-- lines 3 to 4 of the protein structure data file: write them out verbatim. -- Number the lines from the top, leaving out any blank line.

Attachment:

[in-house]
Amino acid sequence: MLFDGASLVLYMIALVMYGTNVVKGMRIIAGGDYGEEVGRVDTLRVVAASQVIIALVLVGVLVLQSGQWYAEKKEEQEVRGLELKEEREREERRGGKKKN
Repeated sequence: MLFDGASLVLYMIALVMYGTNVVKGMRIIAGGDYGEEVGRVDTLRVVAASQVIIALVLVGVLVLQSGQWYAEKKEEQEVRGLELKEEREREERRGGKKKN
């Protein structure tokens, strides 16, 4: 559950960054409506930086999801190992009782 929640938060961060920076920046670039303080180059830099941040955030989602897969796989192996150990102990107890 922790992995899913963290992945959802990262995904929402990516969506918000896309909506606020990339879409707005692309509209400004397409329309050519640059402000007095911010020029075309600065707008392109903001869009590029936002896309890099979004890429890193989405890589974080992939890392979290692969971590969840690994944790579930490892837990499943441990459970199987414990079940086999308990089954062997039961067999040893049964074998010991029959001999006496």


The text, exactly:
Repeated sequence: MLFDGASLVLYMIALVMYGTNVVKGMRIIAGGDYGEEVGRVDTLRVVAASQVIIALVLVGVLVLQSGQWYAEKKEEQEVRGLELKEEREREERRGGKKKN
């Protein structure tokens, strides 16, 4: 559950960054409506930086999801190992009782 929640938060961060920076920046670039303080180059830099941040955030989602897969796989192996150990102990107890 922790992995899913963290992945959802990262995904929402990516969506918000896309909506606020990339879409707005692309509209400004397409329309050519640059402000007095911010020029075309600065707008392109903001869009590029936002896309890099979004890429890193989405890589974080992939890392979290692969971590969840690994944790579930490892837990499943441990459970199987414990079940086999308990089954062997039961067999040893049964074998010991029959001999006496």